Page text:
7.13.2010

BRAD MOORE: Fahey/Klein

Rose Room, Tustin, California, 2008
Photograph (c) Brad Moore /All Rights Reserved

Trini Circle, Westminster, California, 2006
Photograph (c) Brad Moore /All Rights Reserved

Barbara & Brea, Fullerton, California, 2008
Photograph (c) Brad Moore /All Rights Reserved


Korean Methodist, Fullerton, California, 2008
Photograph (c) Brad Moore /All Rights Reserved


"These photographs were shot in modest, well-worn, suburban cities in central and inland Southern California. Built in the 1950s and 60s, these cities provided a new home and future to a post-war population. This is where I grew up and, after 25 years, I returned. The areas I remembered were fading away, and I was struck by the simultaneous growth and decline. Initially, it was the buildings that interested me; I shot them in formal, almost symmetrical compositions. Then I began shooting the surrounding shrubbery with the same architectural approach. I liked the way the buildings and plants worked together, so that is how the project evolved. I have opted to avoid traditional, documentary-style photography; instead I have photographed in primarily static compositions, reflecting change, irony and evolution."

Brad Moore’s photographs are included in the collection of SF MoMA, and exhibited at the Museum of Photographic Arts, (MOPA), San Diego. Read An Interview with Brad Moore by Barbara Tannenbaum, Director of Curatorial Affairs, the Akron Art Museum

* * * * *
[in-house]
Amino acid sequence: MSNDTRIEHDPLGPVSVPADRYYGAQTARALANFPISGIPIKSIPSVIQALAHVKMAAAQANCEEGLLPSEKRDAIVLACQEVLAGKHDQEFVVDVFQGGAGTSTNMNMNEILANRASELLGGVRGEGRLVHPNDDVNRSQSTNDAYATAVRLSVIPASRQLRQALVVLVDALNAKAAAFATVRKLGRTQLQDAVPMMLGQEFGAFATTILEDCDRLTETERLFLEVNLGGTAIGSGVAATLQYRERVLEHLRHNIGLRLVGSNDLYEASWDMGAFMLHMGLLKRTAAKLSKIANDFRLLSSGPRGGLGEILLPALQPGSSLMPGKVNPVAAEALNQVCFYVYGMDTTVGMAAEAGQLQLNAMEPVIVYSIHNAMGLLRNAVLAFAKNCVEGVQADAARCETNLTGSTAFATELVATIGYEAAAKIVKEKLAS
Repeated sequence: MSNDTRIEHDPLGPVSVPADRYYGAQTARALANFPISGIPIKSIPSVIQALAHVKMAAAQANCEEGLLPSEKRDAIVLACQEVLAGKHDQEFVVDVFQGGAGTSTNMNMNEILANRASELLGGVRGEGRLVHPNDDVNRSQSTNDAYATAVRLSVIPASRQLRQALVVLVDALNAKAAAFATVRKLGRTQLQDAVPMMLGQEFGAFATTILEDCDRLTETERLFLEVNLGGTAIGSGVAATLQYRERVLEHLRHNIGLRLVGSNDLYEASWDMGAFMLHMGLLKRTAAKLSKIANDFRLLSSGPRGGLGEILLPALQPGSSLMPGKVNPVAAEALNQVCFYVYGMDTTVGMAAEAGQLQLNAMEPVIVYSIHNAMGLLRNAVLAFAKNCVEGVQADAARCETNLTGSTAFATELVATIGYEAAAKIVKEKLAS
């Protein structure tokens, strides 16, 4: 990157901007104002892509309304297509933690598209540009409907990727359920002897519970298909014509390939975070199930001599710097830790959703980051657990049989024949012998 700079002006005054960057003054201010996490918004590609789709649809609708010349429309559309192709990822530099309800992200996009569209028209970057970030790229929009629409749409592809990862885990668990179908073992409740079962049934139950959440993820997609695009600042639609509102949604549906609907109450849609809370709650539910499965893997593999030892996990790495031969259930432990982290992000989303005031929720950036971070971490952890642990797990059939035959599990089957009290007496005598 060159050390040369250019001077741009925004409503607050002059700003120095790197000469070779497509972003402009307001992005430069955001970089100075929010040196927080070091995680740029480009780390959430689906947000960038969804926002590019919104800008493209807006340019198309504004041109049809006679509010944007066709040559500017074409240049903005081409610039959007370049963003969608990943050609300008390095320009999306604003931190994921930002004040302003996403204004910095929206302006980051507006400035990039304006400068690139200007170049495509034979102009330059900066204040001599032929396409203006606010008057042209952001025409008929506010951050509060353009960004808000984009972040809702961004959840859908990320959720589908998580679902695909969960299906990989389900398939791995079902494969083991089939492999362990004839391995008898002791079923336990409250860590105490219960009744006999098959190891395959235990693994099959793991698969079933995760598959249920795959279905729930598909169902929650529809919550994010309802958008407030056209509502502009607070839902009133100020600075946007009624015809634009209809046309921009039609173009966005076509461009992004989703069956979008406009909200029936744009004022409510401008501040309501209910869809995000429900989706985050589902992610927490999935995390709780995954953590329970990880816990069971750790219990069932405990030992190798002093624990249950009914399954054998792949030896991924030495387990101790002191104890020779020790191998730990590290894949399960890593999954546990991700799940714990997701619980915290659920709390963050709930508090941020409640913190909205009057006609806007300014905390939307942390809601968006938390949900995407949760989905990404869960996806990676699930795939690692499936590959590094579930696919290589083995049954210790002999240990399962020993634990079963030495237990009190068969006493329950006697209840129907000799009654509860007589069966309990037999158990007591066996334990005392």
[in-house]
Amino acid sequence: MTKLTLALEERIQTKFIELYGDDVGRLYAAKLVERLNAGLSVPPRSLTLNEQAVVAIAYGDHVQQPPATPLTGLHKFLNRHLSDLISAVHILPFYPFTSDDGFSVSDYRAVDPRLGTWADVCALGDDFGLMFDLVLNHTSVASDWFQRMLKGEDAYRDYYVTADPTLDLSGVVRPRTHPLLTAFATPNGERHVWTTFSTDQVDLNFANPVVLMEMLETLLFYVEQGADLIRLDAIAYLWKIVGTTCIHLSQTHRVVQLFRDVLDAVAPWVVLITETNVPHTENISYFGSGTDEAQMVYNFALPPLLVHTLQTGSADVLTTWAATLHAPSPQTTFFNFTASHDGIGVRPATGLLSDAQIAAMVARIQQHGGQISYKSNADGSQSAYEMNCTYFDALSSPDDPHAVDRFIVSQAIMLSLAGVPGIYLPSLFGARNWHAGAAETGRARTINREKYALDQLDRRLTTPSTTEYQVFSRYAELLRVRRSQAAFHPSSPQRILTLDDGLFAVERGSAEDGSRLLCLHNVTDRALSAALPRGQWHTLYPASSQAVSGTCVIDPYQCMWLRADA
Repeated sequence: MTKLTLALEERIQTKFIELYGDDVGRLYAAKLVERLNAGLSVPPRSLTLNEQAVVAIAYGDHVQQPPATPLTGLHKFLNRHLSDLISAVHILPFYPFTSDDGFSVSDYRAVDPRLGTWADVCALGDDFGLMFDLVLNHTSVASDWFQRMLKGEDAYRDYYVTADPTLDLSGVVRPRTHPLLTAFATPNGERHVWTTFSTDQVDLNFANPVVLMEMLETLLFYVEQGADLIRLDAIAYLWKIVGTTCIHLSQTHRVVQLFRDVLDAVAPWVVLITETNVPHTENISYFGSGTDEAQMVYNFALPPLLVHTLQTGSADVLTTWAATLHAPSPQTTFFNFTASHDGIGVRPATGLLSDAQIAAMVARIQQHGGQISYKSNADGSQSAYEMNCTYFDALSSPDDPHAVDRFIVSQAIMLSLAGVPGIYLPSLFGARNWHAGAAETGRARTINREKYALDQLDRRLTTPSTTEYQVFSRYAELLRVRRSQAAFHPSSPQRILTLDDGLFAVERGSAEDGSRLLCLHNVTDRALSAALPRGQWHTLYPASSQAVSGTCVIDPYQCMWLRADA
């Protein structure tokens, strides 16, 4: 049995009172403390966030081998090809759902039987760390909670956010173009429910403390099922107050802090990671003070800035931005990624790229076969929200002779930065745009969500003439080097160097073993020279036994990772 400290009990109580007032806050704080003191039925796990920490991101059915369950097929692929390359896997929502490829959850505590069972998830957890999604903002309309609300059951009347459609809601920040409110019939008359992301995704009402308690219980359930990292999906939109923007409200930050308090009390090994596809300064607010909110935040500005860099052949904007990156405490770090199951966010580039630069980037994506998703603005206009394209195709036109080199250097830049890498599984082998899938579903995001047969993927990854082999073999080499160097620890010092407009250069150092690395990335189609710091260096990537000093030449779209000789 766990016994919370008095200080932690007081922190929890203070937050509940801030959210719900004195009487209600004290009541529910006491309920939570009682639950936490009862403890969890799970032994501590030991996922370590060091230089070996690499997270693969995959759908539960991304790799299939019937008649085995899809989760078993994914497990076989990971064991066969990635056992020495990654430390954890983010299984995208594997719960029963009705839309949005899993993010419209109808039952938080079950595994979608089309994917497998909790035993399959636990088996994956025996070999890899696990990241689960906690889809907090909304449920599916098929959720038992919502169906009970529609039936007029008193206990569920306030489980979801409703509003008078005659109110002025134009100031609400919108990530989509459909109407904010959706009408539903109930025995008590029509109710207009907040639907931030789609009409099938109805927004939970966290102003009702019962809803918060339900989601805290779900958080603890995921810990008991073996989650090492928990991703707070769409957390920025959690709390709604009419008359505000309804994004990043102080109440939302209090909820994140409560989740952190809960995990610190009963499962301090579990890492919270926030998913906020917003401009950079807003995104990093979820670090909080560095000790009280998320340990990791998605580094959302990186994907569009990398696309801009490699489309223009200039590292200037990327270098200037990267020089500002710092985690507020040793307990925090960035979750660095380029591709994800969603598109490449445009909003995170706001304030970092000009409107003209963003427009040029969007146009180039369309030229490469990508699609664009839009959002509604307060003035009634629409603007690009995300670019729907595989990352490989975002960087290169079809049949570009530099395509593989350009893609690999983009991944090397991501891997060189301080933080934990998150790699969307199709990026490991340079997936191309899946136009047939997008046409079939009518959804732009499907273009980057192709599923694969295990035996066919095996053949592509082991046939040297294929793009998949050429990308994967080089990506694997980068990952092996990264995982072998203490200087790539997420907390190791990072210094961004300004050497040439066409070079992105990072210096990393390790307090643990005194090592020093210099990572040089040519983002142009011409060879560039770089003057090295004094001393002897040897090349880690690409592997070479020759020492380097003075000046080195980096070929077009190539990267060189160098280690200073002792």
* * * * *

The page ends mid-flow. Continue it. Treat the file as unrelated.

4 comments:

Anne Bentley said...

excellent, thank you

Kristin Hjellegjerde said...

I like the directness of his compositions. Clean lines and the impact nature has on an otherwise simple aspect. Except the methodist church that facade is quite unique. Looks like an ordinary house is hidden behind an incredible cover.

Bruce Barone said...

I LOVE these!!!

Totally different style, and place, but I am reminded of the art of Erica Lennard.
http://www.ericalennard.com/

RACHEL WOLFE said...

The ridiculousness of it all. That is the first thing I think and feel when presented with images like this.

I, too, meandered around photographing landscapes with these austerely formed nature "beings" as I feel they become. They are endlessly interesting to me. I enjoy photographs like these. I like to see all different kinds, the "perfect" exposure/documentary type here and all the moody/oddball photos that I notice other artists doing.

Thanks for sharing!